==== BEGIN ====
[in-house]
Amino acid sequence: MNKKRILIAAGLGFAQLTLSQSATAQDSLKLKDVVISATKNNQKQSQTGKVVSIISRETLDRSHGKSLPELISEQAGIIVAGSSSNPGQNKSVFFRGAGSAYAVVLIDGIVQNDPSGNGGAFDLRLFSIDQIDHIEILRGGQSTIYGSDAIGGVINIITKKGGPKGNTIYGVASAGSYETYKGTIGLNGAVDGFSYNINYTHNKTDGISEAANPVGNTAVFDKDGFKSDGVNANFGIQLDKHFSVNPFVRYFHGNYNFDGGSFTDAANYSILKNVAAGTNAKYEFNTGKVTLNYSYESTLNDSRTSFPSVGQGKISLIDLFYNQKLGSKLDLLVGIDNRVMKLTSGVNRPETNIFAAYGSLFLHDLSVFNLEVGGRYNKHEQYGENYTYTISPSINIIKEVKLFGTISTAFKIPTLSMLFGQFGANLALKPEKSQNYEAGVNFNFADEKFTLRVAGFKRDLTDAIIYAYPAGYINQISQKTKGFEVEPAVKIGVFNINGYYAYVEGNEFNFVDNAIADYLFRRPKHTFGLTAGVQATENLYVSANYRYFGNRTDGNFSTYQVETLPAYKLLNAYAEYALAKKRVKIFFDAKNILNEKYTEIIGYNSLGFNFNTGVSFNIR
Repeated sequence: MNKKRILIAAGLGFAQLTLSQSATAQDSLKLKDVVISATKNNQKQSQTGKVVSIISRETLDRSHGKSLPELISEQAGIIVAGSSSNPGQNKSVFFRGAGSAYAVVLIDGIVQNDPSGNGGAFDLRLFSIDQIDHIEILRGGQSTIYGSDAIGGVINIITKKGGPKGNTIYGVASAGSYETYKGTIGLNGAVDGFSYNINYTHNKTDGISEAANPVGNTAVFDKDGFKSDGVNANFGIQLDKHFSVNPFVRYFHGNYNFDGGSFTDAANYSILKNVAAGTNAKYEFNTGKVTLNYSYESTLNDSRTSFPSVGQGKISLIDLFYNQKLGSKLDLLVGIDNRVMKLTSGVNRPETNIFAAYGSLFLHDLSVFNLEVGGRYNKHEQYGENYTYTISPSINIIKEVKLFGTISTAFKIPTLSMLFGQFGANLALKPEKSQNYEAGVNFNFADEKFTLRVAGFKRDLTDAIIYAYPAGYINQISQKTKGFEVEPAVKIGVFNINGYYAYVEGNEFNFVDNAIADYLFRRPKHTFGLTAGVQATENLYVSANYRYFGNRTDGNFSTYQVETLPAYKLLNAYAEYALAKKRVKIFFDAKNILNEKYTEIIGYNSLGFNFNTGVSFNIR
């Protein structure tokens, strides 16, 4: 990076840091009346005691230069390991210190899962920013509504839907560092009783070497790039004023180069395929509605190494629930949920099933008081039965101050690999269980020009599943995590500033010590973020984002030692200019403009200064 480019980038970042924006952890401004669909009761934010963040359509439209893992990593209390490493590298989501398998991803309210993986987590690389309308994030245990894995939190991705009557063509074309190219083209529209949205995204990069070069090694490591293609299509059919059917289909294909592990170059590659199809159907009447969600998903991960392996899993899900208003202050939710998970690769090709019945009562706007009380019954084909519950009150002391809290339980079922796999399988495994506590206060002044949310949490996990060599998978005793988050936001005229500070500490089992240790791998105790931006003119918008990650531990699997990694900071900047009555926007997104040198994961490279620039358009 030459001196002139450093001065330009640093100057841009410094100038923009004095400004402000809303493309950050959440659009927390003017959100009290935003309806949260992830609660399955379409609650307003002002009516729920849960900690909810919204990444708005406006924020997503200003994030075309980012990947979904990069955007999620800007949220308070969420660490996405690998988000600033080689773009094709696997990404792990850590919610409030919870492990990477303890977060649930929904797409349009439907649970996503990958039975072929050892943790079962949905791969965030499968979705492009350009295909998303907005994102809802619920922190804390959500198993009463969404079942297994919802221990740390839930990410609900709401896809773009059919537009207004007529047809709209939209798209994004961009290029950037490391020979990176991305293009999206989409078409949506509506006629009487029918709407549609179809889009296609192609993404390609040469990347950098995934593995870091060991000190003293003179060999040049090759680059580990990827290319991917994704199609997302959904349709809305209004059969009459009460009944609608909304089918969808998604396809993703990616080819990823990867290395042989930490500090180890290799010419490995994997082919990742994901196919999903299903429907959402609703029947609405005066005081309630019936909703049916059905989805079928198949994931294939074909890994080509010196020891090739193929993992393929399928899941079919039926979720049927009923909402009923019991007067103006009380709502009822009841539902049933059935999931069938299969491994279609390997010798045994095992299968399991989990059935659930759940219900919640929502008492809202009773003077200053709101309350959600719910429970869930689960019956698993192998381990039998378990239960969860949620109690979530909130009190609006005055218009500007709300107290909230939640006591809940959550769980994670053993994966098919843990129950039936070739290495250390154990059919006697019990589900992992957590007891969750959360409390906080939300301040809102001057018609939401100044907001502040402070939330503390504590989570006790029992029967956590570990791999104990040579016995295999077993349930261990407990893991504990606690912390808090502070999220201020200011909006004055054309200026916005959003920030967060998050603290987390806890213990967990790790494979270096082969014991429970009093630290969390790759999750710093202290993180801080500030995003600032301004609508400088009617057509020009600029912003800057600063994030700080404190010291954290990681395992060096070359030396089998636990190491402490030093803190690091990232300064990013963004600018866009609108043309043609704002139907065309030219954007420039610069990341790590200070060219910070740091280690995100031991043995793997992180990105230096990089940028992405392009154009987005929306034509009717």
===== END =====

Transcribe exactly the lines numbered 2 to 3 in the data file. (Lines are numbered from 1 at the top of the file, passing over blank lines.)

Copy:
Amino acid sequence: MNKKRILIAAGLGFAQLTLSQSATAQDSLKLKDVVISATKNNQKQSQTGKVVSIISRETLDRSHGKSLPELISEQAGIIVAGSSSNPGQNKSVFFRGAGSAYAVVLIDGIVQNDPSGNGGAFDLRLFSIDQIDHIEILRGGQSTIYGSDAIGGVINIITKKGGPKGNTIYGVASAGSYETYKGTIGLNGAVDGFSYNINYTHNKTDGISEAANPVGNTAVFDKDGFKSDGVNANFGIQLDKHFSVNPFVRYFHGNYNFDGGSFTDAANYSILKNVAAGTNAKYEFNTGKVTLNYSYESTLNDSRTSFPSVGQGKISLIDLFYNQKLGSKLDLLVGIDNRVMKLTSGVNRPETNIFAAYGSLFLHDLSVFNLEVGGRYNKHEQYGENYTYTISPSINIIKEVKLFGTISTAFKIPTLSMLFGQFGANLALKPEKSQNYEAGVNFNFADEKFTLRVAGFKRDLTDAIIYAYPAGYINQISQKTKGFEVEPAVKIGVFNINGYYAYVEGNEFNFVDNAIADYLFRRPKHTFGLTAGVQATENLYVSANYRYFGNRTDGNFSTYQVETLPAYKLLNAYAEYALAKKRVKIFFDAKNILNEKYTEIIGYNSLGFNFNTGVSFNIR
Repeated sequence: MNKKRILIAAGLGFAQLTLSQSATAQDSLKLKDVVISATKNNQKQSQTGKVVSIISRETLDRSHGKSLPELISEQAGIIVAGSSSNPGQNKSVFFRGAGSAYAVVLIDGIVQNDPSGNGGAFDLRLFSIDQIDHIEILRGGQSTIYGSDAIGGVINIITKKGGPKGNTIYGVASAGSYETYKGTIGLNGAVDGFSYNINYTHNKTDGISEAANPVGNTAVFDKDGFKSDGVNANFGIQLDKHFSVNPFVRYFHGNYNFDGGSFTDAANYSILKNVAAGTNAKYEFNTGKVTLNYSYESTLNDSRTSFPSVGQGKISLIDLFYNQKLGSKLDLLVGIDNRVMKLTSGVNRPETNIFAAYGSLFLHDLSVFNLEVGGRYNKHEQYGENYTYTISPSINIIKEVKLFGTISTAFKIPTLSMLFGQFGANLALKPEKSQNYEAGVNFNFADEKFTLRVAGFKRDLTDAIIYAYPAGYINQISQKTKGFEVEPAVKIGVFNINGYYAYVEGNEFNFVDNAIADYLFRRPKHTFGLTAGVQATENLYVSANYRYFGNRTDGNFSTYQVETLPAYKLLNAYAEYALAKKRVKIFFDAKNILNEKYTEIIGYNSLGFNFNTGVSFNIR